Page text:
The PTM has all the hallmarks of "real" science, using either a scientists' definition or that of the Daubert Court. From a scientist's perspective, it is a functional paradigm, serving as a working model. The practitioners in the field are engaged in "clean-up," for example, deciding which acceleration factor best fits observed data. Under the Daubert test, the PTM will assist the trier of fact, has been subjected to peer review (unlike the major critique), and has acceptable rates of error and general acceptance. Testifying experts may disagree as to which acceleration factor to use, but that is merely fair ground for impeachment and crossexamination. The testimony should be admitted and left to the jury to decide.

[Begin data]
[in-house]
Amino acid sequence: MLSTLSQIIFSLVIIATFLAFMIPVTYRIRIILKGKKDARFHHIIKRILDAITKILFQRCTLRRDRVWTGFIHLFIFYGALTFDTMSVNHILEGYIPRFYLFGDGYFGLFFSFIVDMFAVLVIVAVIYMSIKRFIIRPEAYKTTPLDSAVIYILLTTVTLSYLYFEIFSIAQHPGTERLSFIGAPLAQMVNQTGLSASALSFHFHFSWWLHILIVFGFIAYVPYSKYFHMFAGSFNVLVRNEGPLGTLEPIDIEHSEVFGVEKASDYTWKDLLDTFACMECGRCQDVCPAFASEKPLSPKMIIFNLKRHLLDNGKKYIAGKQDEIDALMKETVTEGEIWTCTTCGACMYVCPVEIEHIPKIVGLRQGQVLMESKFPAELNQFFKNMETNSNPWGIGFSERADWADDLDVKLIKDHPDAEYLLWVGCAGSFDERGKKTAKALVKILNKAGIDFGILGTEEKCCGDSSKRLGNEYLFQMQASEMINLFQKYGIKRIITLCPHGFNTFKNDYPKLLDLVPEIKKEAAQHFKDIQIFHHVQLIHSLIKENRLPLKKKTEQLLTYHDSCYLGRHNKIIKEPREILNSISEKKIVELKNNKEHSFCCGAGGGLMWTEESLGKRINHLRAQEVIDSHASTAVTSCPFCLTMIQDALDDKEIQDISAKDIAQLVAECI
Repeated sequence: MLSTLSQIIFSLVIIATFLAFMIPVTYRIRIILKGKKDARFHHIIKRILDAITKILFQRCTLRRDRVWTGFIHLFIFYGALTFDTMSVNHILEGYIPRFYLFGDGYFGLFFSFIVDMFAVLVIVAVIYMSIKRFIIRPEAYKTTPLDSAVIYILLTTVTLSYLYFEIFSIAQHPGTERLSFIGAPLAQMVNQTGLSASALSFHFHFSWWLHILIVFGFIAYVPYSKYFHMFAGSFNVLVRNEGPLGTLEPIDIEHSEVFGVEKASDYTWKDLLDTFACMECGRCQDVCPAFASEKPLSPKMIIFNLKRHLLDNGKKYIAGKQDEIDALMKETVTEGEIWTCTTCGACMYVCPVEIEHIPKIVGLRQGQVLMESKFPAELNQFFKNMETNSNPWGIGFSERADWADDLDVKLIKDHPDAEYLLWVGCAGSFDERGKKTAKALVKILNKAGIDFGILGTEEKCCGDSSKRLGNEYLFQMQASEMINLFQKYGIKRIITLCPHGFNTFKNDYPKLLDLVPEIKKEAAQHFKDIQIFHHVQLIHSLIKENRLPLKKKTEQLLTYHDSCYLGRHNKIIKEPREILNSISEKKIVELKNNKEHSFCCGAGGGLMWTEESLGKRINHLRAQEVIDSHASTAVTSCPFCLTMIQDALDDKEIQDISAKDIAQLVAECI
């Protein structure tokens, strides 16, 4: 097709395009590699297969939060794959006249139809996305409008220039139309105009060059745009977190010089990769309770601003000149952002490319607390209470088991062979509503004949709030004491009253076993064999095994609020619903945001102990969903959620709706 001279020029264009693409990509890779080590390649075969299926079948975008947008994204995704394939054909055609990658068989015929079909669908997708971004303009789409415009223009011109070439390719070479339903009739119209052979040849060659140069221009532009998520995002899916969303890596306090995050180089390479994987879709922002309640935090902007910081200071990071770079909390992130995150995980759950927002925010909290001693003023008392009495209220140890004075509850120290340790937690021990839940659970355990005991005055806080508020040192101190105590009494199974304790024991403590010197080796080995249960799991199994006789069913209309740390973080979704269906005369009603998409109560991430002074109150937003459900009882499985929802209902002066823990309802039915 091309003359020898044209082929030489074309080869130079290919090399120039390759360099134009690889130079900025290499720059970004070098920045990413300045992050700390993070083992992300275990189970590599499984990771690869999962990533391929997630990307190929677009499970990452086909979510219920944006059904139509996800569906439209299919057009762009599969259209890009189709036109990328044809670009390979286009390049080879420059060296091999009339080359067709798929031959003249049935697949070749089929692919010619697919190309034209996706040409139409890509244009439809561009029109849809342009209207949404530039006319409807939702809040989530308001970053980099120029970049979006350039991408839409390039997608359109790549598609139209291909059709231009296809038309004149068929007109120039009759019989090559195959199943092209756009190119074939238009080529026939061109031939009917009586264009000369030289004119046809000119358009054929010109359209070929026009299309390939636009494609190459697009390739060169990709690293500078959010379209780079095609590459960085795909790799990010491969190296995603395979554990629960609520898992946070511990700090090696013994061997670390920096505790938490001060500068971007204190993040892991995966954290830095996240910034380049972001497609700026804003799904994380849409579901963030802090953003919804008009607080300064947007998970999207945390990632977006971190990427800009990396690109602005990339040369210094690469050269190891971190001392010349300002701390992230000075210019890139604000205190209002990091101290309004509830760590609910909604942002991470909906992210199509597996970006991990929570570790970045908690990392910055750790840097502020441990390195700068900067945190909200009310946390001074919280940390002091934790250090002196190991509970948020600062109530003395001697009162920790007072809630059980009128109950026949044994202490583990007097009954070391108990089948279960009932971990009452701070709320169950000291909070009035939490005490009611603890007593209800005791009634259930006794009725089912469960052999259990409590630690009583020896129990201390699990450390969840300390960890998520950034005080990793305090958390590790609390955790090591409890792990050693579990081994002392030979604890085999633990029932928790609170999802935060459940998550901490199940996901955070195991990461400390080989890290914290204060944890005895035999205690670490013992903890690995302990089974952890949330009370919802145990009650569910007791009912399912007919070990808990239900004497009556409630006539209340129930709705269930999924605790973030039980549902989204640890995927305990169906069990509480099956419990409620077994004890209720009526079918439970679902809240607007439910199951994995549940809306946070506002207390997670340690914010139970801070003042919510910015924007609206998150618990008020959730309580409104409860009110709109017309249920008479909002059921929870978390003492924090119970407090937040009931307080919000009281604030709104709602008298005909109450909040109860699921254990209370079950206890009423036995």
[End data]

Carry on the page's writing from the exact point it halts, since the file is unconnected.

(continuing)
Brian P. Murray, The Proportionate Trading Model: Real Science or Junk Science, 52 Clev. St. L. Rev. 391 (2004-2005)